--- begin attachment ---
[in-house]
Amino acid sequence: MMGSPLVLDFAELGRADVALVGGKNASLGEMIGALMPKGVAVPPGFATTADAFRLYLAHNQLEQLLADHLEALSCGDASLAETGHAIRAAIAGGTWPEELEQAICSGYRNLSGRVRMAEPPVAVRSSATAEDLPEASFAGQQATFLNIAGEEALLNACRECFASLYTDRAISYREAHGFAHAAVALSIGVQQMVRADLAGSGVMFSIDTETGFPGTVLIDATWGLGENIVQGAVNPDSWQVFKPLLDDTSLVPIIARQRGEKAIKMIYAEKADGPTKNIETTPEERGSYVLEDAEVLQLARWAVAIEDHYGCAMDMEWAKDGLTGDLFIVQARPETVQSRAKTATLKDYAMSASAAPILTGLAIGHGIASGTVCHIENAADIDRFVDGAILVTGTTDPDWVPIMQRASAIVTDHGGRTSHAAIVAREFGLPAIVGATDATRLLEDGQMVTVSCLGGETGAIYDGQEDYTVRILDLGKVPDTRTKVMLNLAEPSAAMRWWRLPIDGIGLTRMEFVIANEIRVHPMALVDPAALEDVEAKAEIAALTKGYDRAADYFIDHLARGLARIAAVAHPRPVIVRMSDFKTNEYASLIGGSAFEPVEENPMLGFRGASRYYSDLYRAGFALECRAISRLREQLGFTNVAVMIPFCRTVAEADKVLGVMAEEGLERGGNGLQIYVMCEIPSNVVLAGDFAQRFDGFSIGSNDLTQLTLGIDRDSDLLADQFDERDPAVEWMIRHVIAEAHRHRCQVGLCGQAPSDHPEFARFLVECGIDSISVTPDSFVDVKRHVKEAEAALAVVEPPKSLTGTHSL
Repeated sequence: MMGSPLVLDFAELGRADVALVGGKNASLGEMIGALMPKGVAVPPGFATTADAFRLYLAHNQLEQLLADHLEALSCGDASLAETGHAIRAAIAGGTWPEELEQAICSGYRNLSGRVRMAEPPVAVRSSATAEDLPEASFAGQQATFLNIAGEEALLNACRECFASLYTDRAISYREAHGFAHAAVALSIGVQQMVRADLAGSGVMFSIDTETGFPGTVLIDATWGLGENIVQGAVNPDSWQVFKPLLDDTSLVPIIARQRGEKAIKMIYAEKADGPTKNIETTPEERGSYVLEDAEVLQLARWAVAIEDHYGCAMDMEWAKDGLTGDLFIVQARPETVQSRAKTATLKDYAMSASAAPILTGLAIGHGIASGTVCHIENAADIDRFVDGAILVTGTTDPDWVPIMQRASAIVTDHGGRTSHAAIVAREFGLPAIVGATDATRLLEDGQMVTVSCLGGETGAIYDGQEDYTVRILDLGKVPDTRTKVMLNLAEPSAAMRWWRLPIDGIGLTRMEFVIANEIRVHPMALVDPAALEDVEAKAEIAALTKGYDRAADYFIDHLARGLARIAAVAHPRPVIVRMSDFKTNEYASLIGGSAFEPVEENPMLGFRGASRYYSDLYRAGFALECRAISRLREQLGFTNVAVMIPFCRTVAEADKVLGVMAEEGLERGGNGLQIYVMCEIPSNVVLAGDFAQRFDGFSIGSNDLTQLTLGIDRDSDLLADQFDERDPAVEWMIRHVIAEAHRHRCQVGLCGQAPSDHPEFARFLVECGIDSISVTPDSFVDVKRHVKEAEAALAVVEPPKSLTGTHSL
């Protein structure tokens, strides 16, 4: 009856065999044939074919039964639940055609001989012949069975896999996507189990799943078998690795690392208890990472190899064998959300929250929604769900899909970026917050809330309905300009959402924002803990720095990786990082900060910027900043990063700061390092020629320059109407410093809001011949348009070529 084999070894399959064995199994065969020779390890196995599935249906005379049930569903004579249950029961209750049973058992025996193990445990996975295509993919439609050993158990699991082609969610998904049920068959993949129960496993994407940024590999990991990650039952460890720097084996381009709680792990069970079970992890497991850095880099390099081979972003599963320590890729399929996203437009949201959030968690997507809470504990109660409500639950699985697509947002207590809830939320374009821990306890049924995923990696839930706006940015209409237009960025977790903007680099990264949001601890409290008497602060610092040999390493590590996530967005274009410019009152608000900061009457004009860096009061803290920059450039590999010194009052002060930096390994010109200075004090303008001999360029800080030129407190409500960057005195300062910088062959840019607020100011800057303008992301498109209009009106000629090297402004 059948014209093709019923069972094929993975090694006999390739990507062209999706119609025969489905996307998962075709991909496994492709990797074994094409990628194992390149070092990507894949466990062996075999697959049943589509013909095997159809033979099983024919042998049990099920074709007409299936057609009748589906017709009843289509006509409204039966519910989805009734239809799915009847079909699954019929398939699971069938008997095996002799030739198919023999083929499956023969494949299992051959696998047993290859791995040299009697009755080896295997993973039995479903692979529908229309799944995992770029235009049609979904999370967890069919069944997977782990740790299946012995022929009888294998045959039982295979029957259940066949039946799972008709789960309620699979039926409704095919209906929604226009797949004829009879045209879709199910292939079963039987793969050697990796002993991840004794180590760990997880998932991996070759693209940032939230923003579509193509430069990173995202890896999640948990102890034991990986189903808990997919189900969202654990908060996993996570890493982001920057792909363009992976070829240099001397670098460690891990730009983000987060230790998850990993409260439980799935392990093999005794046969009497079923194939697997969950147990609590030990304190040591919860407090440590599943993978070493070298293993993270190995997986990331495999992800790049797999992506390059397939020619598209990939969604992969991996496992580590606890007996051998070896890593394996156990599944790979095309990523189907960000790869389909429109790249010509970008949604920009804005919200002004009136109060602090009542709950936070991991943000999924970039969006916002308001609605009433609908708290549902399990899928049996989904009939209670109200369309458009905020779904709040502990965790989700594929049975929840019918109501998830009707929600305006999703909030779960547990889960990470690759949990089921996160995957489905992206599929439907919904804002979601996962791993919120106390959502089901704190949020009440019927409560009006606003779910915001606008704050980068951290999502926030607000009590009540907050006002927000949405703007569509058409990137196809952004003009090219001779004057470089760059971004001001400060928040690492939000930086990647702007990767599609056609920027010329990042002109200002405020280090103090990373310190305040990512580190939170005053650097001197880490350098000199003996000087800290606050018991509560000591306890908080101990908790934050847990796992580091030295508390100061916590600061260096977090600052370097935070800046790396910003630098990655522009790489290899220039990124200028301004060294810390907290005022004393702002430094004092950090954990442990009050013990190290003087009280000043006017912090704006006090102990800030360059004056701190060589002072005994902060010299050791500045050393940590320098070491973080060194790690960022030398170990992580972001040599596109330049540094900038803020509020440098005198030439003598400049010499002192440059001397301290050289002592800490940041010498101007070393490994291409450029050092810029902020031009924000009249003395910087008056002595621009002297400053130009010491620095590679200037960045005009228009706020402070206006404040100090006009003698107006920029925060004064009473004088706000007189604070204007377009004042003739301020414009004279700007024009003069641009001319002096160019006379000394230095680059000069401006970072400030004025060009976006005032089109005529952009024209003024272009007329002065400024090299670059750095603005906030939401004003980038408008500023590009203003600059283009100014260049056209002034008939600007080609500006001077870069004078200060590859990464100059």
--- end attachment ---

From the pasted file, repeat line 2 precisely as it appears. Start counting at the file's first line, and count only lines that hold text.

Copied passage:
Amino acid sequence: MMGSPLVLDFAELGRADVALVGGKNASLGEMIGALMPKGVAVPPGFATTADAFRLYLAHNQLEQLLADHLEALSCGDASLAETGHAIRAAIAGGTWPEELEQAICSGYRNLSGRVRMAEPPVAVRSSATAEDLPEASFAGQQATFLNIAGEEALLNACRECFASLYTDRAISYREAHGFAHAAVALSIGVQQMVRADLAGSGVMFSIDTETGFPGTVLIDATWGLGENIVQGAVNPDSWQVFKPLLDDTSLVPIIARQRGEKAIKMIYAEKADGPTKNIETTPEERGSYVLEDAEVLQLARWAVAIEDHYGCAMDMEWAKDGLTGDLFIVQARPETVQSRAKTATLKDYAMSASAAPILTGLAIGHGIASGTVCHIENAADIDRFVDGAILVTGTTDPDWVPIMQRASAIVTDHGGRTSHAAIVAREFGLPAIVGATDATRLLEDGQMVTVSCLGGETGAIYDGQEDYTVRILDLGKVPDTRTKVMLNLAEPSAAMRWWRLPIDGIGLTRMEFVIANEIRVHPMALVDPAALEDVEAKAEIAALTKGYDRAADYFIDHLARGLARIAAVAHPRPVIVRMSDFKTNEYASLIGGSAFEPVEENPMLGFRGASRYYSDLYRAGFALECRAISRLREQLGFTNVAVMIPFCRTVAEADKVLGVMAEEGLERGGNGLQIYVMCEIPSNVVLAGDFAQRFDGFSIGSNDLTQLTLGIDRDSDLLADQFDERDPAVEWMIRHVIAEAHRHRCQVGLCGQAPSDHPEFARFLVECGIDSISVTPDSFVDVKRHVKEAEAALAVVEPPKSLTGTHSL